By Stephanie Reck
I am soon to be 47, and a few years back I thought I was having a worsening of my PMS symptoms. I have come to find that the PMS symptoms were perimenopause instead. Most people are familiar with Menopause, which is the cessation of a women’s monthly cycle, but not perimenopause. Perimenopause usually occurs in women between their 30’s to late ’40s. During this time, a woman may experience a vast array of symptoms. Most women will enter menopause by the age of 50.
Some of the familiar symptoms of perimenopause are:
Hot flashes/night sweats
Lack of sexual desire
Perimenopause kind of sounds like PMS, just amplified. I have always had PMS symptoms, but perimenopause symptoms are in my opinion more intense. Oftentimes, women who are going through perimenopause think it is just really bad PMS.
The best way to describe what it may feel like going through perimenopause is being on a roller coaster with your emotions and your physical body. It’s up and down and can make you think there is something wrong with you.
As a Christian woman going through perimenopause can be even more of a challenge. Being patient, gentle, and loving when you feel like you could hit the person who cuts you off in traffic or who does that little thing that annoys the heck out of you. Some days the fatigue is so debilitating that doing anything “unto the Lord” seems like a chore. No time in my Christian walk have I felt more un-Christian than I do now going through perimenopause. I have never felt more alone, yet at the same time wanting to be alone.
For some women going through perimenopause, they choose medical interventions, for some they choose natural alternatives, and some choose a combination of both. I have chosen to go through perimenopause naturally, and thus seek natural alternatives. However, none of what I will share with you should take the place of seeking medical intervention when needed. Each woman is different and knows her body better than anyone else.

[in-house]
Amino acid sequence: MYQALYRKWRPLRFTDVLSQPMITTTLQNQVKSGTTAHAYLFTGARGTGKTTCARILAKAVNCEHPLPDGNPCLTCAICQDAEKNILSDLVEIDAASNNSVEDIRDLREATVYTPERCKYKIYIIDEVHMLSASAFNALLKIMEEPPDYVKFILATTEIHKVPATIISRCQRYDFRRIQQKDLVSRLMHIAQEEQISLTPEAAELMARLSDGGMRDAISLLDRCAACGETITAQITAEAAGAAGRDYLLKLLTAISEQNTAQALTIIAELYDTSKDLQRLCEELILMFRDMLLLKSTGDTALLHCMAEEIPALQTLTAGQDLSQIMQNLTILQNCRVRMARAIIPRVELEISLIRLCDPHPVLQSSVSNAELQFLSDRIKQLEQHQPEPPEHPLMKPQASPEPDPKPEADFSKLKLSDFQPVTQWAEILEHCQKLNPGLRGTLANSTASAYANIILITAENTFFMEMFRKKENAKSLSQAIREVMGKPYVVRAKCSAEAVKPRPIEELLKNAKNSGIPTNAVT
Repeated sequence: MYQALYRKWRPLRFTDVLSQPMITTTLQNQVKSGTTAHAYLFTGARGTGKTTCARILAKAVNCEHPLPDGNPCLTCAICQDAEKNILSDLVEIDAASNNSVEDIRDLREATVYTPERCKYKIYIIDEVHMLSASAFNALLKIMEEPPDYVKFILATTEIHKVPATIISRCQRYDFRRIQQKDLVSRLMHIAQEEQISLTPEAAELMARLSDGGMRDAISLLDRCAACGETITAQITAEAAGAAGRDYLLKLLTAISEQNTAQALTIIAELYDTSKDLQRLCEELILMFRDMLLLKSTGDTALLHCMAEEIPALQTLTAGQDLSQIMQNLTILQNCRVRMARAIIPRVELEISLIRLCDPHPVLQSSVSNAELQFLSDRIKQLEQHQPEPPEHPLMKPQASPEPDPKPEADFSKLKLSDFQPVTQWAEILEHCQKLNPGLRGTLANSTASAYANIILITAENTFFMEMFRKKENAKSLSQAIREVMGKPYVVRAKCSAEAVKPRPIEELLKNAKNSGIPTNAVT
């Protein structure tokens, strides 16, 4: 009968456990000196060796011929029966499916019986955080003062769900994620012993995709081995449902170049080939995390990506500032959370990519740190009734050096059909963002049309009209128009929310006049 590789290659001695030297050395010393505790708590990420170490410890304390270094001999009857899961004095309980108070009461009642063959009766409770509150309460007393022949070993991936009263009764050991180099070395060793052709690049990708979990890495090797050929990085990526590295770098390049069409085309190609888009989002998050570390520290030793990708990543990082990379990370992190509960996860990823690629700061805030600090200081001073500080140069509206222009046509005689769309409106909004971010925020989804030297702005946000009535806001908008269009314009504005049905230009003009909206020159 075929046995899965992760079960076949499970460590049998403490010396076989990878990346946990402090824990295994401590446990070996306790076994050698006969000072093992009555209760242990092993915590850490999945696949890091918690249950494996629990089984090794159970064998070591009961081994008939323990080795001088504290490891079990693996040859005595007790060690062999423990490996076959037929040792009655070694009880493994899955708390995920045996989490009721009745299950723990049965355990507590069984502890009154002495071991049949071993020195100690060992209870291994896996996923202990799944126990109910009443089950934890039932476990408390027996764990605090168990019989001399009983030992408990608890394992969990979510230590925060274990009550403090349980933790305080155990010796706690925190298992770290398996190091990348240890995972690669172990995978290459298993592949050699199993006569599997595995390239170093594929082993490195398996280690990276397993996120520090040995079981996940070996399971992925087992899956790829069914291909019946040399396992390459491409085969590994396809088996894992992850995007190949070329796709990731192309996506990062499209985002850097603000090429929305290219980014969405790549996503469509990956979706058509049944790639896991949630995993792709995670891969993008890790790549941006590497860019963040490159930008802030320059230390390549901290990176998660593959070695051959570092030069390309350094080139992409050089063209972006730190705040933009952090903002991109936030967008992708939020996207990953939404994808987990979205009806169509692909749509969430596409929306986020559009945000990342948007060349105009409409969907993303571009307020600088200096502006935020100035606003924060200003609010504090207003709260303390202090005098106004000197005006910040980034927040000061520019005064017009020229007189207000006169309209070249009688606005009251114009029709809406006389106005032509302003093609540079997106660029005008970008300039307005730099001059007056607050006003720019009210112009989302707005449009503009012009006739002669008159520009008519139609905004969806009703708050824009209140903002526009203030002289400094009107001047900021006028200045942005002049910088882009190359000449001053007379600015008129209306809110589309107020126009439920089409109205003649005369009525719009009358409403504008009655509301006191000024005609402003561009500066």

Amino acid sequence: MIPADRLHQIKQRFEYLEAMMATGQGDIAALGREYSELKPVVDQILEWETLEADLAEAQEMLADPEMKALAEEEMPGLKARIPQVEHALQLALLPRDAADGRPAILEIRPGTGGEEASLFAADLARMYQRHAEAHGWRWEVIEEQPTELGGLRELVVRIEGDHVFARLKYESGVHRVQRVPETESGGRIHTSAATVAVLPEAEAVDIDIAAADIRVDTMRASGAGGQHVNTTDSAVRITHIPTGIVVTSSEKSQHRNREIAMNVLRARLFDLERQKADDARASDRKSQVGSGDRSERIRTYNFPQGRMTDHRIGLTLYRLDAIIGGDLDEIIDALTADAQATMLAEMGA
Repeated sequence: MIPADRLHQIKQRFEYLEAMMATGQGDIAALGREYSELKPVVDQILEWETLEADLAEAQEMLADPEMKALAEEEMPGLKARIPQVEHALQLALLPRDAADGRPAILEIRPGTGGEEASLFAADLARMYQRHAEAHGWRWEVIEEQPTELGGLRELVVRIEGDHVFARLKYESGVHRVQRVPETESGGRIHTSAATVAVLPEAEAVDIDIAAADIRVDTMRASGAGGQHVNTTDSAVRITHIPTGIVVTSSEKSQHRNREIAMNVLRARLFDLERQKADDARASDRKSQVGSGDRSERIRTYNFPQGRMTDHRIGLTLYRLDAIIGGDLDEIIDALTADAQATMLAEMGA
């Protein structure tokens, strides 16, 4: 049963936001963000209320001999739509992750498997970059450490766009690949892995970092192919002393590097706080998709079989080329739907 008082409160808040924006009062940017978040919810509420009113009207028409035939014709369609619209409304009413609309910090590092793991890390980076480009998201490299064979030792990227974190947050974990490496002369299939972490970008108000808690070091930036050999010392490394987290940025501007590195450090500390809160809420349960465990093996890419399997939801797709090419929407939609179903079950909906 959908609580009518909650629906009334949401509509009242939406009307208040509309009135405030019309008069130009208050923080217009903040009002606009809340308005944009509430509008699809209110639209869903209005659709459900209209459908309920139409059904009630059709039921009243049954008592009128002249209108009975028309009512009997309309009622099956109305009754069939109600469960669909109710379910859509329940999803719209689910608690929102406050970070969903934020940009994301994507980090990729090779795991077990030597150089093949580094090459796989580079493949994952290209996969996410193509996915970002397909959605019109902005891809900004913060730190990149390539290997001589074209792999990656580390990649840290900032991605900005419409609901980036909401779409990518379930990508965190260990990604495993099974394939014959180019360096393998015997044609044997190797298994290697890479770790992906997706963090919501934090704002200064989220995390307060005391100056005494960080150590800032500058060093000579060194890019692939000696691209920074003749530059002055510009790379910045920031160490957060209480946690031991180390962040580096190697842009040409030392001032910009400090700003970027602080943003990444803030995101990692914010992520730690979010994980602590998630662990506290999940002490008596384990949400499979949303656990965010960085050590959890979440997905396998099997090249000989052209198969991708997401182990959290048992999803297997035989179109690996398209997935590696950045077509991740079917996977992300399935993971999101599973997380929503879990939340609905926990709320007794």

Listed below I am sharing with you 12 tips for helping naturally seek relief from perimenopause. Use what works only.
Consider and research natural supplements/herbs. I will list below what I have personally used, but please research yourself and consult a holistic doctor. Supplements/herbs in treating perimenopause symptoms: Progesterone cream, DIM, DHEA, Evening Primrose Oil, Black Cohosh, 5 HTP, SAM-e, KAVA, calcium, and Vitamin D.
Educate yourself on the symptoms and treatments available-naturally and medically.
When you feel fatigued, permit yourself to rest. Take a nap if you need to.
Exercise several times a week to reduce depression, anxiety, and stress.
For night sweats and hot flashes at night, take evening primrose oil or black cohosh at night, wear light clothing, and turn down the A/C.
If you are feeling especially irritable, don’t overcrowd your schedule with a bunch of to-dos. Cut back all non-essentials.
Manage your diet by eating soy, protein, fiber, and lots of fresh fruits and vegetables. Avoid or limit your sugar intake, alcohol, refined carbs, and processed foods. Switch to almond milk instead of dairy milk with added hormones.
If you are married share with your spouse what you are going through. Share this article and communicate. Your spouse won’t be able to guess what is wrong with you. Let your spouse know when you are not feeling like yourself and need time.
Invest in some K-Y jelly or other lubricants to help with vaginal dryness.
Manage your stress as much as possible. Stress disrupts the hormonal balance. Practice Self-care, learn to delegate what you can, ask for help when needed, and say, “No,” when you need to.
Learn from Japanese women in how they alleviate going through menopause symptoms by drinking green tea, consuming soy, and eating lots of fatty fish. Research for yourself, it is quite fascinating that there is no word for menopause in the Japanese language, because Japanese women see this time as normal and natural, and accept this without believing medical intervention is needed in such a natural process.
Get adequate sleep, and go to bed by at least 10 pm every night to give your body the rest time that it needs to function the next day.
The most important tip I believe is to be gentle and kind to yourself. This time for some women can be difficult as she realizes her childbearing days will be over, and for some who have never married or have had children, it can be more challenging. You may experience a sense of loss and identity as you enter into “the change of life.” Give yourself time to adjust to this new period of life, and when you accept this as a normal part of life, you may have more of an easier transition as Japanese women do.
There is light at the end of the tunnel. Perimenopause does not last forever, and soon you will be on the other side of menopause where I hear from other women how fabulous they feel and are free from the hormonal fluctuations.